Your album title Savigaila translates into English as self-pity. The angst synonymous with self-pity in metal music is often associated with nu metal and gothic metal but not the type of music you play, especially not in the hardcore or black metal scenes. Tell us more about the theme of self-pity and how you explore it on your album.

Vaidotas: Self-pity is a consistent theme in the album, but it is more of a feeling than a lyrical subject. This album is about inner conflict, reflecting upon yourself, dealing with expectations, dealing with unsettling reality, about relationships, about searching for meaning, about discussing death without any consolation for its inevitability. Basically, these are all those great challenges that I am sure every single human being is very much aware of. It’s called “self-pity” because that is what distracts us from thinking about the things I mentioned before. Self-pity encourages you to choose escapism, it distracts you from seeking solutions or accepting responsibility, it doesn’t allow you to find direction, meaning, purpose, happiness, stability. I just think it’s important to talk about that since we all just love to engage in our own ways of escaping that reality, engaging in destructive or very unproductive behaviour.

Perhaps all these things are just the things we constantly think about, so the purpose of this album is not to preach, but to share emotions, insight, questions, doubt, disgust, hope and inner peace.

You treat us to some powerful vocal melodies on the song, ‘Pragulos’, near the end of Savigaila. Who is singing on this track, and why didn’t you use more of this type of voice on the record?

Vaidotas: That was me singing as well. I usually never do it too much and actually intended to scream on that song, which I tried, and it sounded horrible. It seemed like a stupid decision to scream on a song like that, but we didn’t want to leave it as an instrumental. I did enjoy singing in the background with a lot of echo and layers of vocals – I think that was a good decision. I will explore more of this in the future for sure.

Who were the gateway bands that got you into heavy music when you were starting out as musicians in Lithuania?

Vaidotas: I personally listened mostly to nu-metal like Slipknot and all the classics, like Metallica, when I started playing. Later on, I discovered extreme metal bands and was very proud of myself finding the most obscure and unknown bands on peer-to-peer sharing platforms, so I could brag to my friends about my sophisticated taste in music. I’ve been through every known metal genre phase in my life until my twenties, and I could strongly say that Erdve is a result of such discoveries. Every genre I was into affects my compositions. I still enjoy my favourite bands from every genre to this day. Even now I still discover new things, but unfortunately not in metal, and that will definitely influence my composing as well.

You might think twice about walking under this bridge in the Lithuanian capital, but the members of Erdve are thinkers rather than fighters.

Let’s talk bass guitar. Jesus Christ, those bass frequencies are loud and low enough to make your neck pulsate! How do the rest of you manage to hear your own instruments when jamming in a rehearsal room and on stage?

Vaidotas: I think the key is not to use distortion on bass guitar during rehearsals and live. That way the bass is much thicker and lower and does not produce extra noise, and you can still hear guitars clearly. On a record, distortion is awesome and adds a lot of colour but still needs to be used as a separate track.

Performing music at this level of aggression and emotive intensity must be a tiring experience for all band members. What special preparations do you make before you take to the stage for a live gig in terms of food, exercise, pre-show rituals, etc.?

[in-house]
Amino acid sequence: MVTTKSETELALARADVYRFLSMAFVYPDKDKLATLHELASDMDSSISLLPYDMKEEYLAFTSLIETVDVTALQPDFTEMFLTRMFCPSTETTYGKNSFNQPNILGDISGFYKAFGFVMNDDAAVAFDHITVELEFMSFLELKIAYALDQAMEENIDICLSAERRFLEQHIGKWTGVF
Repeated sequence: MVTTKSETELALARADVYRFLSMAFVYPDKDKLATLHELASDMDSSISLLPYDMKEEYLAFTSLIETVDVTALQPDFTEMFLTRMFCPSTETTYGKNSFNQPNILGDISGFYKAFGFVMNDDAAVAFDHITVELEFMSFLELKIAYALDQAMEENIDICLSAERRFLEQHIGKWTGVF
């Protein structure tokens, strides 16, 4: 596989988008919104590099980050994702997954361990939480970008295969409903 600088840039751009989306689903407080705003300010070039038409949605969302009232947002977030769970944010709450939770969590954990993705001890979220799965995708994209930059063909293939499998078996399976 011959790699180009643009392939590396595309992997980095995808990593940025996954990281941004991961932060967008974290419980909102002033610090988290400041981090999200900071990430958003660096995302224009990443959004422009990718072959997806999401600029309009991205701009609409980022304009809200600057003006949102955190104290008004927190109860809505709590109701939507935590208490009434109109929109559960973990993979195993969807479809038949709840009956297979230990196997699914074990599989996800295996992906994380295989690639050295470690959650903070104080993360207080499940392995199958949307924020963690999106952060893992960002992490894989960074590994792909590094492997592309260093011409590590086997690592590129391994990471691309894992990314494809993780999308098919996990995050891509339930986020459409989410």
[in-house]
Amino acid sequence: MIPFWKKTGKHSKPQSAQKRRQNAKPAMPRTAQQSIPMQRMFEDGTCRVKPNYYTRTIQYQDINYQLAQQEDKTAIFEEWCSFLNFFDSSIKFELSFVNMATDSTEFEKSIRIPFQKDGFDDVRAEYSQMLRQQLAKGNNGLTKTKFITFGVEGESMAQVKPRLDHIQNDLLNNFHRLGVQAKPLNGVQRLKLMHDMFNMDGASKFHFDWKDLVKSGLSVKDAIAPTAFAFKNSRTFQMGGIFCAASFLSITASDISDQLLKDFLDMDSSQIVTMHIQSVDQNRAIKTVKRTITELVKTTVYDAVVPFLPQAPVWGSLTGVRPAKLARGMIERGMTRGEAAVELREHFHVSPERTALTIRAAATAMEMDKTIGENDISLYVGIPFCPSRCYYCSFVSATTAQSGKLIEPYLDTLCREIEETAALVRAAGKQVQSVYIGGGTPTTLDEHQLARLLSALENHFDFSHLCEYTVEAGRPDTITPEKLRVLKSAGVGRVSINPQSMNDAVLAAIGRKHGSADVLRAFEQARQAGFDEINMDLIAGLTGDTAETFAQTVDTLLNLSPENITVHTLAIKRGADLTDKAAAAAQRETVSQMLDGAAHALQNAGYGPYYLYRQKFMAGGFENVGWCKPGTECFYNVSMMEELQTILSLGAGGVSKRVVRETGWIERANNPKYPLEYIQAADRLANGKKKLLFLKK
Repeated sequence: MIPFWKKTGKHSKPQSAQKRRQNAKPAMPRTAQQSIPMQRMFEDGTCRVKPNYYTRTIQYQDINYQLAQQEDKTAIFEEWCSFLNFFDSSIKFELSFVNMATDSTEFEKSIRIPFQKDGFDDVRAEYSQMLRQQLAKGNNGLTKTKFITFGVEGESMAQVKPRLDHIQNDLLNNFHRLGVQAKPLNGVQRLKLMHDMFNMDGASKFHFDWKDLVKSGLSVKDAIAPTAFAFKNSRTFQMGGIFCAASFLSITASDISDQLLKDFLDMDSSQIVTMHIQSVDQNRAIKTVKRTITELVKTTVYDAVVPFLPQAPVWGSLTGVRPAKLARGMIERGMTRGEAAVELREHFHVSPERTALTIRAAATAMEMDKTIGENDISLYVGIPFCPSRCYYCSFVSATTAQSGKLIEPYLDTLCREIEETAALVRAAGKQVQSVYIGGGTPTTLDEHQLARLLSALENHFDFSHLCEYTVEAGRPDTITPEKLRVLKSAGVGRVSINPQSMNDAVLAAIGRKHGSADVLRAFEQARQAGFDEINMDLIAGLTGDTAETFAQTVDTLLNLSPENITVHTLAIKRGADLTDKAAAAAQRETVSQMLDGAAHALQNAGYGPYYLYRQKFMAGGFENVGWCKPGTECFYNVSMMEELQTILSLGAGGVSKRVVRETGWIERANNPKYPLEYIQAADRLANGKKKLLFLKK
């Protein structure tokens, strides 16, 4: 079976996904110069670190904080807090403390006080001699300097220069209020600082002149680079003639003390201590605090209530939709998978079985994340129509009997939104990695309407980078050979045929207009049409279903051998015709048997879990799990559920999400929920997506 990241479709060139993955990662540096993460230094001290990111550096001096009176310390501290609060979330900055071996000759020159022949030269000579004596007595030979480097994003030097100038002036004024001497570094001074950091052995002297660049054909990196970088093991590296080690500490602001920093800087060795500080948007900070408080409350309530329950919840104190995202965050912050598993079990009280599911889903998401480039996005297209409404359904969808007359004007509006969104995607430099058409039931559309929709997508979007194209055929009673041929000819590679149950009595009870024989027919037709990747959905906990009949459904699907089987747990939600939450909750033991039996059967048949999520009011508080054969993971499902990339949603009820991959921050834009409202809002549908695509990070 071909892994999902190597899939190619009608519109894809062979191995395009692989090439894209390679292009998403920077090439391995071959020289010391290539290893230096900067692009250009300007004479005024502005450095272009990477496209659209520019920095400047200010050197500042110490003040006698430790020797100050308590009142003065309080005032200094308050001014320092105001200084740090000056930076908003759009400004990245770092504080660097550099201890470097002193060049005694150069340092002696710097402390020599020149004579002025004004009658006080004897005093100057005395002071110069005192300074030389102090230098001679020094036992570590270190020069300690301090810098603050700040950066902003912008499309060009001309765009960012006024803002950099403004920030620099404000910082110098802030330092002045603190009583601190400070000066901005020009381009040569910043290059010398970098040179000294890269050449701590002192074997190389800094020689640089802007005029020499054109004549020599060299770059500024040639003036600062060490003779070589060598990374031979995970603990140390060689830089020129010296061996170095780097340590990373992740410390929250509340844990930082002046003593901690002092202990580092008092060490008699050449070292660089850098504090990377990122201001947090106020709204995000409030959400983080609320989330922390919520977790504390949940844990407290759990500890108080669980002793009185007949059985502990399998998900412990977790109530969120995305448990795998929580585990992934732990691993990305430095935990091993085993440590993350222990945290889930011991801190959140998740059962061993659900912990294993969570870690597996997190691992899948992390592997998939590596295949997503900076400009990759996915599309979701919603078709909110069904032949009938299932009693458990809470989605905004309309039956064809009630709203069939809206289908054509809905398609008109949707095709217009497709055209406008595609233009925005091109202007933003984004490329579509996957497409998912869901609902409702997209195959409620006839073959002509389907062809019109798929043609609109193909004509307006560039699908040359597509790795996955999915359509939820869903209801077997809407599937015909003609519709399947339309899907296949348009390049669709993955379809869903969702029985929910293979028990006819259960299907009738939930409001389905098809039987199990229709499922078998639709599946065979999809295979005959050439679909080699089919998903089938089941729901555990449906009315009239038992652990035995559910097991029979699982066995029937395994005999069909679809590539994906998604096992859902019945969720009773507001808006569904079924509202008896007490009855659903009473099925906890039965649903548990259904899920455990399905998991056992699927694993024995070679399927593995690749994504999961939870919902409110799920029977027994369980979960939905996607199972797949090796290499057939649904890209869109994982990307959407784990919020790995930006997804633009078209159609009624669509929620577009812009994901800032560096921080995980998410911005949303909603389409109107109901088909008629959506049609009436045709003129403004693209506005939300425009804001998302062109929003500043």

Vaidotas: Playing live induces a lot of adrenaline and dopamine, so once you start playing, it doesn’t matter what you did before. But, yes, we are usually pretty nervous before the shows just because it’s important to us, and we feel a big rush doing that. I think the most important thing is just to remain calm and not exaggerate minor issues like technical problems with sound, etc. A little alcohol intake before the show is also common for us. Band practice to me is a more tiring experience because you usually do it after work and go home completely worn out late at night, thinking what the hell am I doing with my life (lol). But that’s only temporary as I feel pretty confident with what we do.

The European festival circuit in 2022 must already be in your calendars for next year. What are the chances our readers will see Erdve perform at the likes of Resurrection Fest (Spain), Brutal Assault (Czech Republic) and Metaldays (Slovenia)?

Vaidotas: We will do our best to make our way into some of those festivals, but, to be honest, I assume all the bands are like hungry dogs for the festival slots, so competition is high, I suppose.

What recognition do you get in the Lithuanian music press as an artist signed to one of the most prestigious metal labels in the world?

Vaidotas: Almost none, but no hard feelings from us. We are still a very niche band with a very dubious sound for most listeners (even metal), so for a small country like us we do not expect nor pretend that we matter here much. Local media is mostly interested in the local artists from other genres of music that are very active these days, and that is what the public wants. If we were to seek out local attention, we wouldn’t be playing in Erdve, simple as that. A prestigious metal label here doesn’t mean much. It’s still a very niche and underground music, even globally by looking at the numbers. The beauty of it is that the global metal community does exist and even still it’s a very difficult thing to reach this audience, so we are focusing on that rather than local acclaim. The only thing is that the Lithuanian Council for Culture does recognise our achievement and supports our project submissions from time to time (recording of albums mostly).

Final question: Imagine you’re about to start a European tour with two other bands from the Season of Mist roster. In your opinion, which two bands from your record label would be ideal touring partners for Erdve?

Vaidotas: For me the most interesting shows I attend are when bands are not very similar in genre but share a similar attitude. I think we would get along great with Rotten Sound and En Minor (Phil Anselmo’s Depressive rock band).


*** Erdve released Savigaila via Season of Mist on 23 July 2021. You can read the original SBR review here.